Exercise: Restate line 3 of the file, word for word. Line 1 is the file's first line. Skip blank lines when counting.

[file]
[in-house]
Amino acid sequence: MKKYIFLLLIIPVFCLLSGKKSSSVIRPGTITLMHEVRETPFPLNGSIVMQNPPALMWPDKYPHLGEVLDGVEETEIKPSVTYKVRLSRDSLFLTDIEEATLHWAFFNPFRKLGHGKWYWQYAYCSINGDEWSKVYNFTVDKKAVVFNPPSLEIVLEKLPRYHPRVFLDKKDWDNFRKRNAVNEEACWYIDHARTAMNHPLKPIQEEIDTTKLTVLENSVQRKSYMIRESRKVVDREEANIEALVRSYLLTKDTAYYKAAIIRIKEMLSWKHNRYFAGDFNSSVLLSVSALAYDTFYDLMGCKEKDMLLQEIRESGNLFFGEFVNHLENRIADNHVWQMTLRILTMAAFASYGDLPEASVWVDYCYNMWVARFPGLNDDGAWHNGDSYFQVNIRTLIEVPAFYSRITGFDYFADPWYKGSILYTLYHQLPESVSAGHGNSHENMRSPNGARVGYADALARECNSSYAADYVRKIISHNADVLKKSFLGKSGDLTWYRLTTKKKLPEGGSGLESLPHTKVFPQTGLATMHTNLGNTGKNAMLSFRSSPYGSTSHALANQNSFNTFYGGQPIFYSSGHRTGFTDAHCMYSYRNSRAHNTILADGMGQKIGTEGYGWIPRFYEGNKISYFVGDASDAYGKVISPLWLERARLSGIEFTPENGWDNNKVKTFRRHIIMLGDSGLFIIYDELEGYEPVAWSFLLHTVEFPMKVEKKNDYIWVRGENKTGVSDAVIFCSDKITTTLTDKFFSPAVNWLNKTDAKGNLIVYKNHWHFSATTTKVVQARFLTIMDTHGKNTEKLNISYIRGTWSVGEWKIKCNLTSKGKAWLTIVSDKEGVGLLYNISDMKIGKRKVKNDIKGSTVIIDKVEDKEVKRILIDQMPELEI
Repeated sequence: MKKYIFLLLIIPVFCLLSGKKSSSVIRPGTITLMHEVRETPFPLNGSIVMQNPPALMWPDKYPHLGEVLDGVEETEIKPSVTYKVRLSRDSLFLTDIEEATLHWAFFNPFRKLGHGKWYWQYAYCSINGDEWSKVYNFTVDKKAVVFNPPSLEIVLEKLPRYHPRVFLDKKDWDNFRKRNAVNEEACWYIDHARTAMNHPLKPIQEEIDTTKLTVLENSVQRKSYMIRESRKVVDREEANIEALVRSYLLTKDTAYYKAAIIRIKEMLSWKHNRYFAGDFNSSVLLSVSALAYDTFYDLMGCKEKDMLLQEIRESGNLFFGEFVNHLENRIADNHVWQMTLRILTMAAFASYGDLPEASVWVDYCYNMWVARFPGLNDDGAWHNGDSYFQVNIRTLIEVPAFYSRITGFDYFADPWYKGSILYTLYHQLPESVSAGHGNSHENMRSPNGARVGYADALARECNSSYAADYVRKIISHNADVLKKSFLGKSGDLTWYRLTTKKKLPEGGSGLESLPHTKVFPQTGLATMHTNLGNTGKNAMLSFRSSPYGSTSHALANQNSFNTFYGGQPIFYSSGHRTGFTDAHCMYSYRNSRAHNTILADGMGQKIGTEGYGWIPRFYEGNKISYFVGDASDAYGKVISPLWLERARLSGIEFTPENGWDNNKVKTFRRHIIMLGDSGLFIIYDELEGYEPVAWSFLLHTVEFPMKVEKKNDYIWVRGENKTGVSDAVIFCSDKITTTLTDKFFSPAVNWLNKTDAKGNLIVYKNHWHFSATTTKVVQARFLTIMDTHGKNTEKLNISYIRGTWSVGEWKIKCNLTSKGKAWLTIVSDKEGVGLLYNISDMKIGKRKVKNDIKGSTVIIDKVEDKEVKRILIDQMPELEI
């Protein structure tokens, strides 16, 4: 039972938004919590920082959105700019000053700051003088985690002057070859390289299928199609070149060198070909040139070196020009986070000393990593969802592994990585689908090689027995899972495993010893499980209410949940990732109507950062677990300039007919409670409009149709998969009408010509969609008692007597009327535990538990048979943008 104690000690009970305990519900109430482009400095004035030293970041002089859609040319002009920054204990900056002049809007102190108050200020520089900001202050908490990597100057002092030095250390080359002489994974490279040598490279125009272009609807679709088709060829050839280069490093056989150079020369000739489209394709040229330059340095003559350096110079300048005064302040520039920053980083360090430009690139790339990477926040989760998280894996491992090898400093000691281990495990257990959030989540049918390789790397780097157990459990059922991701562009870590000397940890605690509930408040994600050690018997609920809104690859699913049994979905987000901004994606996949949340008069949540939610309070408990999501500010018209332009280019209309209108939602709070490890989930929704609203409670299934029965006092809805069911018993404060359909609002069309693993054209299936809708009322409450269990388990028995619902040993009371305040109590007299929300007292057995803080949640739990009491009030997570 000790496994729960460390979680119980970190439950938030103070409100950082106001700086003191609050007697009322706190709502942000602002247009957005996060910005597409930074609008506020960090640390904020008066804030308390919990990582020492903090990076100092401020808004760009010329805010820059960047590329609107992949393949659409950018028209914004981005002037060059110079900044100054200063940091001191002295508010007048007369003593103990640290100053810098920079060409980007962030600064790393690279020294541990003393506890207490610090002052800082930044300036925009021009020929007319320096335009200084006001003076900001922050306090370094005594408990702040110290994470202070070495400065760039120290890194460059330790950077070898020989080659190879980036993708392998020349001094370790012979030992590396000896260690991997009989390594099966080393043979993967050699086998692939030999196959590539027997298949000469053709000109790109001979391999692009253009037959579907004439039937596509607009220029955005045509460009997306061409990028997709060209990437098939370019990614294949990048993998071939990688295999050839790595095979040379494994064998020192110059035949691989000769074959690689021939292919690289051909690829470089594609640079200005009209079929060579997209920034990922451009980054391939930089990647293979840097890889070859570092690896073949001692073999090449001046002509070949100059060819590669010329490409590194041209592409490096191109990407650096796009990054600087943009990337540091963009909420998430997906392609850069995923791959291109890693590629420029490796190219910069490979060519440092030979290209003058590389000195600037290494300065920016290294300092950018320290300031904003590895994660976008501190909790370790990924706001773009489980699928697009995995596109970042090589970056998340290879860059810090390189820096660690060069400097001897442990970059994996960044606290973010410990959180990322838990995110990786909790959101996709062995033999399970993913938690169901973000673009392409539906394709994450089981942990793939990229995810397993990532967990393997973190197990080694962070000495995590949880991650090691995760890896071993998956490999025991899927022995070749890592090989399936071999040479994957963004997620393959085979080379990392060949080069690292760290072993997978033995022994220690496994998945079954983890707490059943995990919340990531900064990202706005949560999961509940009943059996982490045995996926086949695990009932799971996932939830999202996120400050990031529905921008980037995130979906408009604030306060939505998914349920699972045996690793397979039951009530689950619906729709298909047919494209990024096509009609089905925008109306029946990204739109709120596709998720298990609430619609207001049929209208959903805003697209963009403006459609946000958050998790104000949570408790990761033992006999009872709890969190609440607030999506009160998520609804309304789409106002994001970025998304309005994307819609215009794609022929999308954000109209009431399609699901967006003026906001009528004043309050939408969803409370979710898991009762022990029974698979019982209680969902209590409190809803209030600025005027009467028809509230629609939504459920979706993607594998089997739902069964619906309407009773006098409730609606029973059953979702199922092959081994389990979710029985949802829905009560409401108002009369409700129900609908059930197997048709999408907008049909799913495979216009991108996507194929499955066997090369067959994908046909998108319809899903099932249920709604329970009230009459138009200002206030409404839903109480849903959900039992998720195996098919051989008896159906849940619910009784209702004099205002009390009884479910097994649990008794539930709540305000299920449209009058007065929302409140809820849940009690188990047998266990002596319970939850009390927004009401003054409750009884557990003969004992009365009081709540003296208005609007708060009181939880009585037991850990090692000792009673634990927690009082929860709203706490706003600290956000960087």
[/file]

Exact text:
Repeated sequence: MKKYIFLLLIIPVFCLLSGKKSSSVIRPGTITLMHEVRETPFPLNGSIVMQNPPALMWPDKYPHLGEVLDGVEETEIKPSVTYKVRLSRDSLFLTDIEEATLHWAFFNPFRKLGHGKWYWQYAYCSINGDEWSKVYNFTVDKKAVVFNPPSLEIVLEKLPRYHPRVFLDKKDWDNFRKRNAVNEEACWYIDHARTAMNHPLKPIQEEIDTTKLTVLENSVQRKSYMIRESRKVVDREEANIEALVRSYLLTKDTAYYKAAIIRIKEMLSWKHNRYFAGDFNSSVLLSVSALAYDTFYDLMGCKEKDMLLQEIRESGNLFFGEFVNHLENRIADNHVWQMTLRILTMAAFASYGDLPEASVWVDYCYNMWVARFPGLNDDGAWHNGDSYFQVNIRTLIEVPAFYSRITGFDYFADPWYKGSILYTLYHQLPESVSAGHGNSHENMRSPNGARVGYADALARECNSSYAADYVRKIISHNADVLKKSFLGKSGDLTWYRLTTKKKLPEGGSGLESLPHTKVFPQTGLATMHTNLGNTGKNAMLSFRSSPYGSTSHALANQNSFNTFYGGQPIFYSSGHRTGFTDAHCMYSYRNSRAHNTILADGMGQKIGTEGYGWIPRFYEGNKISYFVGDASDAYGKVISPLWLERARLSGIEFTPENGWDNNKVKTFRRHIIMLGDSGLFIIYDELEGYEPVAWSFLLHTVEFPMKVEKKNDYIWVRGENKTGVSDAVIFCSDKITTTLTDKFFSPAVNWLNKTDAKGNLIVYKNHWHFSATTTKVVQARFLTIMDTHGKNTEKLNISYIRGTWSVGEWKIKCNLTSKGKAWLTIVSDKEGVGLLYNISDMKIGKRKVKNDIKGSTVIIDKVEDKEVKRILIDQMPELEI